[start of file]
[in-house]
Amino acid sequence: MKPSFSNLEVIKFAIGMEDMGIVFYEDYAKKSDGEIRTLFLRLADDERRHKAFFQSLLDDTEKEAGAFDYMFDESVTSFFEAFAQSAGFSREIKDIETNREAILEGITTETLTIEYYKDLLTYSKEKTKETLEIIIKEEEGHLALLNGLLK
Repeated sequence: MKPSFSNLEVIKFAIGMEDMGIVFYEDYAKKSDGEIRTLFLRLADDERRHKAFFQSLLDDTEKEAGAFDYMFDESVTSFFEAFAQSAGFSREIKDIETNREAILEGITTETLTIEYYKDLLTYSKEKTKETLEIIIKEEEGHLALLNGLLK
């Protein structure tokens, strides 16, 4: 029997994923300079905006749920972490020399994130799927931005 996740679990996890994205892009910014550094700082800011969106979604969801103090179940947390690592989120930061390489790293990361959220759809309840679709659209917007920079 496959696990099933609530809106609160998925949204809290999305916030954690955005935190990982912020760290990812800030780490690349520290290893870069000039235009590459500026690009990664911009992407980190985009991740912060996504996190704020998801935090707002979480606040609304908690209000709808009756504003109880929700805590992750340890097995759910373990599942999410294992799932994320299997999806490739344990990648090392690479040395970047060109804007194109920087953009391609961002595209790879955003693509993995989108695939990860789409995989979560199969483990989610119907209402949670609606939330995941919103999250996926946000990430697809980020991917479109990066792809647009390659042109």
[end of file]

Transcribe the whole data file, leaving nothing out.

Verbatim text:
[in-house]
Amino acid sequence: MKPSFSNLEVIKFAIGMEDMGIVFYEDYAKKSDGEIRTLFLRLADDERRHKAFFQSLLDDTEKEAGAFDYMFDESVTSFFEAFAQSAGFSREIKDIETNREAILEGITTETLTIEYYKDLLTYSKEKTKETLEIIIKEEEGHLALLNGLLK
Repeated sequence: MKPSFSNLEVIKFAIGMEDMGIVFYEDYAKKSDGEIRTLFLRLADDERRHKAFFQSLLDDTEKEAGAFDYMFDESVTSFFEAFAQSAGFSREIKDIETNREAILEGITTETLTIEYYKDLLTYSKEKTKETLEIIIKEEEGHLALLNGLLK
């Protein structure tokens, strides 16, 4: 029997994923300079905006749920972490020399994130799927931005 996740679990996890994205892009910014550094700082800011969106979604969801103090179940947390690592989120930061390489790293990361959220759809309840679709659209917007920079 496959696990099933609530809106609160998925949204809290999305916030954690955005935190990982912020760290990812800030780490690349520290290893870069000039235009590459500026690009990664911009992407980190985009991740912060996504996190704020998801935090707002979480606040609304908690209000709808009756504003109880929700805590992750340890097995759910373990599942999410294992799932994320299997999806490739344990990648090392690479040395970047060109804007194109920087953009391609961002595209790879955003693509993995989108695939990860789409995989979560199969483990989610119907209402949670609606939330995941919103999250996926946000990430697809980020991917479109990066792809647009390659042109």